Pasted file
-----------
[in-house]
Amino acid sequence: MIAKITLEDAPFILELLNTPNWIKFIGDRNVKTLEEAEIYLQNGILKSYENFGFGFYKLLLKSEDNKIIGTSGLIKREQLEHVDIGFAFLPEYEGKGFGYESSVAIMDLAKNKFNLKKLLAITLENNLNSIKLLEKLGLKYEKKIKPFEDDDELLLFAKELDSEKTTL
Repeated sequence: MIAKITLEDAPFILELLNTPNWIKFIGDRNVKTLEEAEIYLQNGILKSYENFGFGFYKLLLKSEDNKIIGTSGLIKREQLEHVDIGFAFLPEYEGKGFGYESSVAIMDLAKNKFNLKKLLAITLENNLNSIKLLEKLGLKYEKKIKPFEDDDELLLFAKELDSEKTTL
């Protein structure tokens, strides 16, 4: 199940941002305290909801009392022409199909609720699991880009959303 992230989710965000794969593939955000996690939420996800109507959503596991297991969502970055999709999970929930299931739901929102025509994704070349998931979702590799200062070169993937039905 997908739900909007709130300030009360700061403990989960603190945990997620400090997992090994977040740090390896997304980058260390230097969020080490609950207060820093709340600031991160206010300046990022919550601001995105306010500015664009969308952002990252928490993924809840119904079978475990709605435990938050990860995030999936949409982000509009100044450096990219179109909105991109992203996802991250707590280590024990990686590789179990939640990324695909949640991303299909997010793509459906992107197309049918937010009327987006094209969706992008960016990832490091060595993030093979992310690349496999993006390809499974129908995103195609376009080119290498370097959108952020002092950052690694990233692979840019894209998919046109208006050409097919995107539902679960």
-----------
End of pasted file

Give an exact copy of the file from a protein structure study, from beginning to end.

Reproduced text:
[in-house]
Amino acid sequence: MIAKITLEDAPFILELLNTPNWIKFIGDRNVKTLEEAEIYLQNGILKSYENFGFGFYKLLLKSEDNKIIGTSGLIKREQLEHVDIGFAFLPEYEGKGFGYESSVAIMDLAKNKFNLKKLLAITLENNLNSIKLLEKLGLKYEKKIKPFEDDDELLLFAKELDSEKTTL
Repeated sequence: MIAKITLEDAPFILELLNTPNWIKFIGDRNVKTLEEAEIYLQNGILKSYENFGFGFYKLLLKSEDNKIIGTSGLIKREQLEHVDIGFAFLPEYEGKGFGYESSVAIMDLAKNKFNLKKLLAITLENNLNSIKLLEKLGLKYEKKIKPFEDDDELLLFAKELDSEKTTL
């Protein structure tokens, strides 16, 4: 199940941002305290909801009392022409199909609720699991880009959303 992230989710965000794969593939955000996690939420996800109507959503596991297991969502970055999709999970929930299931739901929102025509994704070349998931979702590799200062070169993937039905 997908739900909007709130300030009360700061403990989960603190945990997620400090997992090994977040740090390896997304980058260390230097969020080490609950207060820093709340600031991160206010300046990022919550601001995105306010500015664009969308952002990252928490993924809840119904079978475990709605435990938050990860995030999936949409982000509009100044450096990219179109909105991109992203996802991250707590280590024990990686590789179990939640990324695909949640991303299909997010793509459906992107197309049918937010009327987006094209969706992008960016990832490091060595993030093979992310690349496999993006390809499974129908995103195609376009080119290498370097959108952020002092950052690694990233692979840019894209998919046109208006050409097919995107539902679960």